Boxer Wladimir Klitschko on training, diet and sibling rivalry
They call him Dr. Steelhammer, because not only could he punch you into a parallel universe, he also has a doctorate in sports sciences. Of his 62 boxing bouts, Olympic and world heavyweight boxing champion Wladimir Klitschko has lost only three. For the 59 who faced him and lost, all but eight were knocked out. I just got a sympathy headache.
Klitschko, who stands 6 feet, 6 inches and has an 81-inch reach, is big enough to burn diesel, and so is his older brother Vitali. Vitali, leader of the opposition party in Ukraine, stands an inch taller than Wladimir, is also a world heavyweight champ and also has a PhD. He’s “Dr. Ironfist.”
I bet you could have sold tickets to watch some of the sibling rivalry when they were boys.
Did you and your brother fight much growing up? Was he a practice partner?
He was practicing on me. The reality of growing up is we changed schools so many times, my brother was my best friend. We have a five-year age gap, and my brother inspired me. He started boxing, and I just want to show that I could do things better than him. Whether it was a chess game or whatever. We were competitive with one another. The older we got, the more sensitive we became to one another. We have sparred with each other. It was very bloody and not cool. We decided not to compete with each other in the ring.
Has your degree in sports sciences affected your development as a boxer?
Absolutely, yes. I learned in my PhD the discipline I needed to be successful. Most boxers are not that disciplined. They have talent, but the self-organization — the ability to schedule yourself and your priorities — is lacking. My studies were about the control of training on both the psychological and the physical side.
Some of my schoolmates were mentally and physically broken in rigorous training programs. I see the same thing happen in China today. Their training programs are similar to what we did in the Soviet Union. Either they survive or are broken. I use my knowledge to create my own training programs; it is something that helped me to be 36 and maintain my career.
What type of exercises do you engage in to maintain your boxing prowess? Is there any weightlifting?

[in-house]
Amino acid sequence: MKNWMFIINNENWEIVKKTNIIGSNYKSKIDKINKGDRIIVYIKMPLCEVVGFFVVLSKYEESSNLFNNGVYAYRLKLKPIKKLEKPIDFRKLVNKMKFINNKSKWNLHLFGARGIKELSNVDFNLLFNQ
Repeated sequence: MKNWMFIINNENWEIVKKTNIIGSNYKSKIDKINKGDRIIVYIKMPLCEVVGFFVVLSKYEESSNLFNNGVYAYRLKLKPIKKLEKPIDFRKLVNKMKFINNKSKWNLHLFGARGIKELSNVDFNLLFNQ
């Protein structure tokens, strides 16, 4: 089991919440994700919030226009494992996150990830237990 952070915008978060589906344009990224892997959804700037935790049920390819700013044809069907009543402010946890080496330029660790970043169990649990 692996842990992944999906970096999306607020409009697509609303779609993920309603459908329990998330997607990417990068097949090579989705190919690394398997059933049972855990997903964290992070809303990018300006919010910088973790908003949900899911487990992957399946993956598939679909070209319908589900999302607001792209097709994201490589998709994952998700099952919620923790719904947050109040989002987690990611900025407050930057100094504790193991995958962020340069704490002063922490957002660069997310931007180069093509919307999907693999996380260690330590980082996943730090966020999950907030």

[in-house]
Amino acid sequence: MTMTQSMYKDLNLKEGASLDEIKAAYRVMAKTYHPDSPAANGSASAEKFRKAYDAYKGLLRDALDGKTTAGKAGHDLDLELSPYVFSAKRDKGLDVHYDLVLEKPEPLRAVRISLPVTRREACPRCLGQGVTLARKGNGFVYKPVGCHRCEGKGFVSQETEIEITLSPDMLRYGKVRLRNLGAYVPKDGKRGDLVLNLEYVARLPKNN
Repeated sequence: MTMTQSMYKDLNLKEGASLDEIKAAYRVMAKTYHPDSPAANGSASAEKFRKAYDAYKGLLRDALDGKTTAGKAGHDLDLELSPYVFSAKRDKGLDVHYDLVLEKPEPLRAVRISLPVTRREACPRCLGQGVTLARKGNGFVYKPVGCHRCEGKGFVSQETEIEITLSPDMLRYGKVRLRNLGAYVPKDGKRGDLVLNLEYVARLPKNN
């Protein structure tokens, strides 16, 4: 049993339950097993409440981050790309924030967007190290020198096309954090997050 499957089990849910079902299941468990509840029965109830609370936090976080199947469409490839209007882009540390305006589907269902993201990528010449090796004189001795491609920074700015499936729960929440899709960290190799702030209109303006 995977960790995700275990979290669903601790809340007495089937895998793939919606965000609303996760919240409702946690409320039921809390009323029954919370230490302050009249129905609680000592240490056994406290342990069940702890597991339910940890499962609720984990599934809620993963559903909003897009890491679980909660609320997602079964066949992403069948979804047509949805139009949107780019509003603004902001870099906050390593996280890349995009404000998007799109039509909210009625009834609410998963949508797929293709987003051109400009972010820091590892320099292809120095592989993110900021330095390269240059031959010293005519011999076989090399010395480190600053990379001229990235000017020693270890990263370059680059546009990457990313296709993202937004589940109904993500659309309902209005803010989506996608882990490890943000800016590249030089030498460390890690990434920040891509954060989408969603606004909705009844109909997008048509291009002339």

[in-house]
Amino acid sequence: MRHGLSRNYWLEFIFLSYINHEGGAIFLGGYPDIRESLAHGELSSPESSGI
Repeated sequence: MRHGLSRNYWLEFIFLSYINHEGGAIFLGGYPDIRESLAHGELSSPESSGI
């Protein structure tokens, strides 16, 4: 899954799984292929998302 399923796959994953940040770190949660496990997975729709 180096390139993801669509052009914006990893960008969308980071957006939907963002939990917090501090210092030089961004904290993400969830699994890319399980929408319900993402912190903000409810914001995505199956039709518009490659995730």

There is no weightlifting because it doesn’t help you go 12 rounds. The cardiovascular work makes your muscles smaller, but endurance goes up. All my muscles are working muscles, not to look good. You’re not too massive, but it’s effective.
I run, but boxing conditioning is different, so you have to get used to running in the ring. Boxing movements are very different. Swimming is one of the best because every single muscle is working. I swim a lot. I train very hard at things that mimic boxing. I have to do mostly sport-specific training, such as lots of sparring. The most important part is the mental part. You need to have fun when you work out or you’ll give up.
With you having a PhD, are you concerned about the effect of boxing on your brain?
You have to be able to anticipate punches, and that comes only with experience. I don’t want to take a punch. I learned as a kid that you have to destroy your opponent without getting hit. My goal is not getting hit and to knock the other guy out. Some people might complain because they want to see boxers beat up on each other, but you cannot last long in professional boxing if you take a lot of punches. I’ve been over 16 years as a professional boxer and 62 fights. And I’m still young. At 36 I’m in my prime.
What type of diet do you follow?
We exist from what we are eating, and it’s very important to put in yourself what is good for you. Everyone is different, so you have to adjust yourself; there has to be some experimenting. But, of course, you need to reduce sugar. Don’t drink your sugar. You have to change things up, switch from meat to fish every once in a while. I want to live longer and have healthy aging.
I’m not a big fan of alcohol. I think it’s one of the most dangerous drugs in the world. I’m OK with it if you don’t drink too much of it. A glass of red wine is good for you, but too much would affect my athletic performance.